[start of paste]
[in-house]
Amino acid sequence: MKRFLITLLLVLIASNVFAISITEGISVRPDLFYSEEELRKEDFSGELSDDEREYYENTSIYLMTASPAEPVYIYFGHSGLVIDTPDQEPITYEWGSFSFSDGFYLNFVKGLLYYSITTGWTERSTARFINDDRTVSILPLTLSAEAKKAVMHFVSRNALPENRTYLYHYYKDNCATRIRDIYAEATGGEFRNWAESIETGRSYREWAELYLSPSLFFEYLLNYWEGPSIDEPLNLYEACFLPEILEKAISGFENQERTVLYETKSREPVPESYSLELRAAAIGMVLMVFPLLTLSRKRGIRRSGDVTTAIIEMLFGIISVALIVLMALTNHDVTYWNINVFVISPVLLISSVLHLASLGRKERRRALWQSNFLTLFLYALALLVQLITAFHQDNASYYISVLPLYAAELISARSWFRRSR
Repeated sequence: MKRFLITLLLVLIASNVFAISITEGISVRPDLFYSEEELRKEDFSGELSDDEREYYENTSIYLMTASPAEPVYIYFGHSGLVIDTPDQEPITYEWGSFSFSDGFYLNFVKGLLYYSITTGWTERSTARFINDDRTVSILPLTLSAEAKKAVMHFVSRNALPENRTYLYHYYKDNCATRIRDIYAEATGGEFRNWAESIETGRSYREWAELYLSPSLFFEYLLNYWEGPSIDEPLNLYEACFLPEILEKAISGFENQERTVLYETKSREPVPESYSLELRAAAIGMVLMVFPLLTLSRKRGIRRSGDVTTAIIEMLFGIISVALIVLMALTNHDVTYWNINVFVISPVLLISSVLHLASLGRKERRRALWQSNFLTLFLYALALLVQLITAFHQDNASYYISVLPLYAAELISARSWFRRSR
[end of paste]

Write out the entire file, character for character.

[in-house]
Amino acid sequence: MKRFLITLLLVLIASNVFAISITEGISVRPDLFYSEEELRKEDFSGELSDDEREYYENTSIYLMTASPAEPVYIYFGHSGLVIDTPDQEPITYEWGSFSFSDGFYLNFVKGLLYYSITTGWTERSTARFINDDRTVSILPLTLSAEAKKAVMHFVSRNALPENRTYLYHYYKDNCATRIRDIYAEATGGEFRNWAESIETGRSYREWAELYLSPSLFFEYLLNYWEGPSIDEPLNLYEACFLPEILEKAISGFENQERTVLYETKSREPVPESYSLELRAAAIGMVLMVFPLLTLSRKRGIRRSGDVTTAIIEMLFGIISVALIVLMALTNHDVTYWNINVFVISPVLLISSVLHLASLGRKERRRALWQSNFLTLFLYALALLVQLITAFHQDNASYYISVLPLYAAELISARSWFRRSR
Repeated sequence: MKRFLITLLLVLIASNVFAISITEGISVRPDLFYSEEELRKEDFSGELSDDEREYYENTSIYLMTASPAEPVYIYFGHSGLVIDTPDQEPITYEWGSFSFSDGFYLNFVKGLLYYSITTGWTERSTARFINDDRTVSILPLTLSAEAKKAVMHFVSRNALPENRTYLYHYYKDNCATRIRDIYAEATGGEFRNWAESIETGRSYREWAELYLSPSLFFEYLLNYWEGPSIDEPLNLYEACFLPEILEKAISGFENQERTVLYETKSREPVPESYSLELRAAAIGMVLMVFPLLTLSRKRGIRRSGDVTTAIIEMLFGIISVALIVLMALTNHDVTYWNINVFVISPVLLISSVLHLASLGRKERRRALWQSNFLTLFLYALALLVQLITAFHQDNASYYISVLPLYAAELISARSWFRRSR